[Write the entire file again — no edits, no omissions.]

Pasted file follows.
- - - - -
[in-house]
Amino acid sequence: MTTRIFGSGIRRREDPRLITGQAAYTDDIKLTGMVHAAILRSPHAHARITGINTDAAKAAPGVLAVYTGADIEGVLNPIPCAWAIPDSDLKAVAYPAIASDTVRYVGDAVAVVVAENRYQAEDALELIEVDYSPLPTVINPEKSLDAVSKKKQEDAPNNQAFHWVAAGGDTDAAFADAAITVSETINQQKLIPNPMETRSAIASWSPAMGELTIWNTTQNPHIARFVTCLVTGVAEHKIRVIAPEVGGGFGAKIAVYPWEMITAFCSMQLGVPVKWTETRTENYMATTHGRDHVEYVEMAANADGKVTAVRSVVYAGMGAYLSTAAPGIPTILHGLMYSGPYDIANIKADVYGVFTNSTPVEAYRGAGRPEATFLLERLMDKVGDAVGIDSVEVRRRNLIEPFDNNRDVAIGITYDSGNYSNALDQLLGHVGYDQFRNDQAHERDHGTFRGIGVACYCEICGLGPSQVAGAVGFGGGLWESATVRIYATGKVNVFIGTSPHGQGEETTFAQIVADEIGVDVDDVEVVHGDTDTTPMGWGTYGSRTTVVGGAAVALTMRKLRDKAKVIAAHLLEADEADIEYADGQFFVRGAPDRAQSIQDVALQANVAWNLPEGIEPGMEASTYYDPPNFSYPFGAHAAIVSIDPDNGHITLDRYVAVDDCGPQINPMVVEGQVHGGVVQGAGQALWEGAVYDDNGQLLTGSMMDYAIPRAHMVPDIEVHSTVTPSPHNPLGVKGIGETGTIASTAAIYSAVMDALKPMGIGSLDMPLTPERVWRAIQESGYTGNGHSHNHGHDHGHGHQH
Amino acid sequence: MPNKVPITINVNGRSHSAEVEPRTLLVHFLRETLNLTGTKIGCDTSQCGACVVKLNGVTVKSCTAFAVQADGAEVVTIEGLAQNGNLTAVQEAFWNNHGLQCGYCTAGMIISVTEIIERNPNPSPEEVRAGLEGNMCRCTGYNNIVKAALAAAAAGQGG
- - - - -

[in-house]
Amino acid sequence: MTTRIFGSGIRRREDPRLITGQAAYTDDIKLTGMVHAAILRSPHAHARITGINTDAAKAAPGVLAVYTGADIEGVLNPIPCAWAIPDSDLKAVAYPAIASDTVRYVGDAVAVVVAENRYQAEDALELIEVDYSPLPTVINPEKSLDAVSKKKQEDAPNNQAFHWVAAGGDTDAAFADAAITVSETINQQKLIPNPMETRSAIASWSPAMGELTIWNTTQNPHIARFVTCLVTGVAEHKIRVIAPEVGGGFGAKIAVYPWEMITAFCSMQLGVPVKWTETRTENYMATTHGRDHVEYVEMAANADGKVTAVRSVVYAGMGAYLSTAAPGIPTILHGLMYSGPYDIANIKADVYGVFTNSTPVEAYRGAGRPEATFLLERLMDKVGDAVGIDSVEVRRRNLIEPFDNNRDVAIGITYDSGNYSNALDQLLGHVGYDQFRNDQAHERDHGTFRGIGVACYCEICGLGPSQVAGAVGFGGGLWESATVRIYATGKVNVFIGTSPHGQGEETTFAQIVADEIGVDVDDVEVVHGDTDTTPMGWGTYGSRTTVVGGAAVALTMRKLRDKAKVIAAHLLEADEADIEYADGQFFVRGAPDRAQSIQDVALQANVAWNLPEGIEPGMEASTYYDPPNFSYPFGAHAAIVSIDPDNGHITLDRYVAVDDCGPQINPMVVEGQVHGGVVQGAGQALWEGAVYDDNGQLLTGSMMDYAIPRAHMVPDIEVHSTVTPSPHNPLGVKGIGETGTIASTAAIYSAVMDALKPMGIGSLDMPLTPERVWRAIQESGYTGNGHSHNHGHDHGHGHQH
Amino acid sequence: MPNKVPITINVNGRSHSAEVEPRTLLVHFLRETLNLTGTKIGCDTSQCGACVVKLNGVTVKSCTAFAVQADGAEVVTIEGLAQNGNLTAVQEAFWNNHGLQCGYCTAGMIISVTEIIERNPNPSPEEVRAGLEGNMCRCTGYNNIVKAALAAAAAGQGG